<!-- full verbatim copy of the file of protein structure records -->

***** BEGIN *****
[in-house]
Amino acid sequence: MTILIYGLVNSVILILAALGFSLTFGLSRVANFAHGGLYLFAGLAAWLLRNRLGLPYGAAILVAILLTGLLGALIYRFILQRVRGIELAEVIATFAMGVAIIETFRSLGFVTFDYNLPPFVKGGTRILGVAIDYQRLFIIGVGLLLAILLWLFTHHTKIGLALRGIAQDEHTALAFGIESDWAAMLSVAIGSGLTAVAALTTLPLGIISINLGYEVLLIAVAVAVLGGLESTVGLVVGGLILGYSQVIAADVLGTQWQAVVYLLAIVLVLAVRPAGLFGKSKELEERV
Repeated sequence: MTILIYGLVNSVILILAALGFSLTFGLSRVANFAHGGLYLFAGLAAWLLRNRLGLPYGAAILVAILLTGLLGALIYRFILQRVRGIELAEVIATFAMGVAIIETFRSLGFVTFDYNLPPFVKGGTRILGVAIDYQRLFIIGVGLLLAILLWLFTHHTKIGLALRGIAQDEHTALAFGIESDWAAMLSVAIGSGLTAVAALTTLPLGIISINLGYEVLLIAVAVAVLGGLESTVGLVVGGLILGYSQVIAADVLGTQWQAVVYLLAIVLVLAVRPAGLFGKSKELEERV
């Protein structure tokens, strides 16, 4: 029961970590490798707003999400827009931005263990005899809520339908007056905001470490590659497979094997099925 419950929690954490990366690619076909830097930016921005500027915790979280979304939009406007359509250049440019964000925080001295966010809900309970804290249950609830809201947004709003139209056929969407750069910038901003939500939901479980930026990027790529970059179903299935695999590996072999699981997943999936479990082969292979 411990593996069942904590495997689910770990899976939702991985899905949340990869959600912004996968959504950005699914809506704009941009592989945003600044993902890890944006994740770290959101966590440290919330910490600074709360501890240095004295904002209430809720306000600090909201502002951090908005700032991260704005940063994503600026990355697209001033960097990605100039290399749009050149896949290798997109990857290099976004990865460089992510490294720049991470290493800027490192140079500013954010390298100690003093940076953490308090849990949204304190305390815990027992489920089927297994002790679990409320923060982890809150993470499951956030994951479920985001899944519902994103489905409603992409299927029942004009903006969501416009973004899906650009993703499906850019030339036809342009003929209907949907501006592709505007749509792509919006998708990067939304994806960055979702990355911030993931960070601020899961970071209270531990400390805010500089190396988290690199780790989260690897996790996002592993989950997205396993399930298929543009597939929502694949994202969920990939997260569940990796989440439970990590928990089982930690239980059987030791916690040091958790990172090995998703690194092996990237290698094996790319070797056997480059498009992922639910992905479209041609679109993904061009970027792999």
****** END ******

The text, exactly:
[in-house]
Amino acid sequence: MTILIYGLVNSVILILAALGFSLTFGLSRVANFAHGGLYLFAGLAAWLLRNRLGLPYGAAILVAILLTGLLGALIYRFILQRVRGIELAEVIATFAMGVAIIETFRSLGFVTFDYNLPPFVKGGTRILGVAIDYQRLFIIGVGLLLAILLWLFTHHTKIGLALRGIAQDEHTALAFGIESDWAAMLSVAIGSGLTAVAALTTLPLGIISINLGYEVLLIAVAVAVLGGLESTVGLVVGGLILGYSQVIAADVLGTQWQAVVYLLAIVLVLAVRPAGLFGKSKELEERV
Repeated sequence: MTILIYGLVNSVILILAALGFSLTFGLSRVANFAHGGLYLFAGLAAWLLRNRLGLPYGAAILVAILLTGLLGALIYRFILQRVRGIELAEVIATFAMGVAIIETFRSLGFVTFDYNLPPFVKGGTRILGVAIDYQRLFIIGVGLLLAILLWLFTHHTKIGLALRGIAQDEHTALAFGIESDWAAMLSVAIGSGLTAVAALTTLPLGIISINLGYEVLLIAVAVAVLGGLESTVGLVVGGLILGYSQVIAADVLGTQWQAVVYLLAIVLVLAVRPAGLFGKSKELEERV
């Protein structure tokens, strides 16, 4: 029961970590490798707003999400827009931005263990005899809520339908007056905001470490590659497979094997099925 419950929690954490990366690619076909830097930016921005500027915790979280979304939009406007359509250049440019964000925080001295966010809900309970804290249950609830809201947004709003139209056929969407750069910038901003939500939901479980930026990027790529970059179903299935695999590996072999699981997943999936479990082969292979 411990593996069942904590495997689910770990899976939702991985899905949340990869959600912004996968959504950005699914809506704009941009592989945003600044993902890890944006994740770290959101966590440290919330910490600074709360501890240095004295904002209430809720306000600090909201502002951090908005700032991260704005940063994503600026990355697209001033960097990605100039290399749009050149896949290798997109990857290099976004990865460089992510490294720049991470290493800027490192140079500013954010390298100690003093940076953490308090849990949204304190305390815990027992489920089927297994002790679990409320923060982890809150993470499951956030994951479920985001899944519902994103489905409603992409299927029942004009903006969501416009973004899906650009993703499906850019030339036809342009003929209907949907501006592709505007749509792509919006998708990067939304994806960055979702990355911030993931960070601020899961970071209270531990400390805010500089190396988290690199780790989260690897996790996002592993989950997205396993399930298929543009597939929502694949994202969920990939997260569940990796989440439970990590928990089982930690239980059987030791916690040091958790990172090995998703690194092996990237290698094996790319070797056997480059498009992922639910992905479209041609679109993904061009970027792999």